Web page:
So, a world without causality cannot be rationally understood. Pavlov's Dog associates the ringing of a bell (cause) with food (consequence): even animals have a sense of causality. In consequence, in order to understand a reality without causality, a null rational capability is required, which is evidently an oxymoron.

But you can get a taste of what a reality without causality would be, if you observe a process for which you don't know or understand the causal rules:

A) observe the development of a game for which you don't understand the rules. As soon as you start to understand the rules, you are experiencing causality. For example, Truco (tutorial signals here) is a very complex Argentinian game which depends a lot on signals and selected words, cards being almost accessory.

B) observe a cpu emulator running an assembly program: you will see a lot of switching zeros and ones. There are precise and strict causal rules behind, but if you don't understand them, you can't perceive the causes and effects, so, you are perceiving a reality without causality: https://youtu.be/7H-PHc1CNSU

1
  • The universe is John Searle's worst nightmare: a gargantuan Chinese Room!
    – Scott Rowe
    Sep 6, 2022 at 13:03
1

"Apples in a tree, for example, would move upward, then side-ways...or whichever way" This seems like a rather limited view of the effects of causality (or lack of it). If laws like gravity no longer apply consistently, then the laws that hold atoms together should also no longer apply. Any apple would instantly dissolve into a cloud of random particles. Humans would similarly cease to exist, or never have existed in the first place, or by some improbable fluke flicker into existence for one moment (too brief to even form a full thought) and then never be seen again.

2
  • "Oh no, not again!"
    – Scott Rowe
    Sep 6, 2022 at 10:55
  • Why should an apple dissolve into random particles? Surely the particles are caused by the previous existence of the apple, so you are still invoking causality. No, the most likely outcome is that after (or before, who can tell?) the apple, compossens cranditos houshia sureenness collupxiy ejovalip adliarvertiang suitapes adloot smugzoid callent fuppeto jolc satipplio wiscotistions subscrownic handian ensalex betwing.
    – user253751
    Sep 6, 2022 at 14:08
1

We can actually get a few clues from reality itself. There are plenty of situations where events are causally disconnected from one another, allowing some weirdness to occur.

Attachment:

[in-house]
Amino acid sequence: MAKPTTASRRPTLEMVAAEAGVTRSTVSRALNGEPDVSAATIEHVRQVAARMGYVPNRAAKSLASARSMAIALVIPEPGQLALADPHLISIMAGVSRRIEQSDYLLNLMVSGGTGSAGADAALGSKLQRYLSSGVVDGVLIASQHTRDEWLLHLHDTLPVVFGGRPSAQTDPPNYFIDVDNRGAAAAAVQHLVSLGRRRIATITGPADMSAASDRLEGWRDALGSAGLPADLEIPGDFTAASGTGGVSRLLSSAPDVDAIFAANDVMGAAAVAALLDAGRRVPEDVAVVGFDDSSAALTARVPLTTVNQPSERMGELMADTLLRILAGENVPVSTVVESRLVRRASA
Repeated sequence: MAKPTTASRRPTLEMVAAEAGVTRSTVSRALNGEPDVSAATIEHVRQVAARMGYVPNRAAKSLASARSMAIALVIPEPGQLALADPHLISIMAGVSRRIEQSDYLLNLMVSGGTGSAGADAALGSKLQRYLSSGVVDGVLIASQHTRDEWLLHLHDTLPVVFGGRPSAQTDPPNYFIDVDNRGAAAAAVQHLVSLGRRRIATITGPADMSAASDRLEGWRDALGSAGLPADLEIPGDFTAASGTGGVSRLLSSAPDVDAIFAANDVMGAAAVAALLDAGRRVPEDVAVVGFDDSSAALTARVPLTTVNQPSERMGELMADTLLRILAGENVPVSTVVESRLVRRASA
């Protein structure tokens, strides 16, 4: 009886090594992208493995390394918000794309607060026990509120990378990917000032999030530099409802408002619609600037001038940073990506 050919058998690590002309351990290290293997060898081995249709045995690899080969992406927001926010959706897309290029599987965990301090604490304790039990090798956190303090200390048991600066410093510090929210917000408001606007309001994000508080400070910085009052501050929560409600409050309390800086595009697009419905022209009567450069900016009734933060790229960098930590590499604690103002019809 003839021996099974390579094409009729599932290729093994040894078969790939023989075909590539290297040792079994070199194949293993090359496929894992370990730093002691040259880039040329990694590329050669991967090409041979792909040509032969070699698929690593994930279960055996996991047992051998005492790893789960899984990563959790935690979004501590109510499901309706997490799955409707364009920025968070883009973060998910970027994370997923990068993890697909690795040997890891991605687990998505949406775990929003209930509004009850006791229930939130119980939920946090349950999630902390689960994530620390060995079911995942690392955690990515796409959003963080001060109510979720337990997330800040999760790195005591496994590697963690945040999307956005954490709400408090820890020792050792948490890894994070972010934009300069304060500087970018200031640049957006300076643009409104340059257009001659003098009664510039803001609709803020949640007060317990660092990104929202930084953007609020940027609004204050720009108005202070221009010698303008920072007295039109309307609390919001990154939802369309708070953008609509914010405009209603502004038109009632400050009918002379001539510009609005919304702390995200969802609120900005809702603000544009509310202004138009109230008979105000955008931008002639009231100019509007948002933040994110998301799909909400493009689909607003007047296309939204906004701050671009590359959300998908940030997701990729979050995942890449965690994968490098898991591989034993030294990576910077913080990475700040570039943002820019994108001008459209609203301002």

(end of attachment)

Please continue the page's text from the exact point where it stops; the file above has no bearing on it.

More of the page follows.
Causality is intertwined with spacetime. Indeed, we generally talk about spacetime giving rise to the causal structure of reality in the context of special and general relativity.

The speed of light is, in reality, the speed of causality, or speed of interaction. And within this causal structure, certain things are relative. For example, 3 events that occur at the same time but separated by a certain amount of distance can occur not simultaneously but at different times (with the event appearing to occur last to one observer instead occurring first to another) depending on the relative motion of an observer to these events (and these events are all stationary relative to each other),

This is fine because the distance between the events makes them causally disconnected - it takes time for one to have an impact or interact with another. So in these situations, simultaneity is relative and depends on who is observing the events and their relative motion to them.

But to further answer your question, some theoretical physicists actually believe that before the big bang, spacetime was exactly as you are imagining - completely lacking any causal structure.

Space and time are tightly intertwined with causality, so losing causality not only makes time as we know it vanish, but space as well.

It is theorized that prior to the big bang, if there is a quantized 'unit' of spacetime, a smallest possible part, that these individual quanta were analogous to a fluid or perhaps a gas - all points in space in time moved around randomly, connecting and disconnecting to other points in spacetime at random. All interactions would occur simultaneously to any thing in this mess, there would be no past or future, just the infinite present where all things occur at once. Here we can see that ideas like 'before' and 'after', which in our reality only exist thanks to causality, lose all meaning. One event can only be definitively said to occur after another for all observers only if that second event was influenced, or caused, by the interaction with the first event. This is what makes that first event definitively occur 'before' or 'earlier' for all observers. Otherwise, it can be observed to have occurred before or after the other events depending on the observer and their motion (inertial reference frame).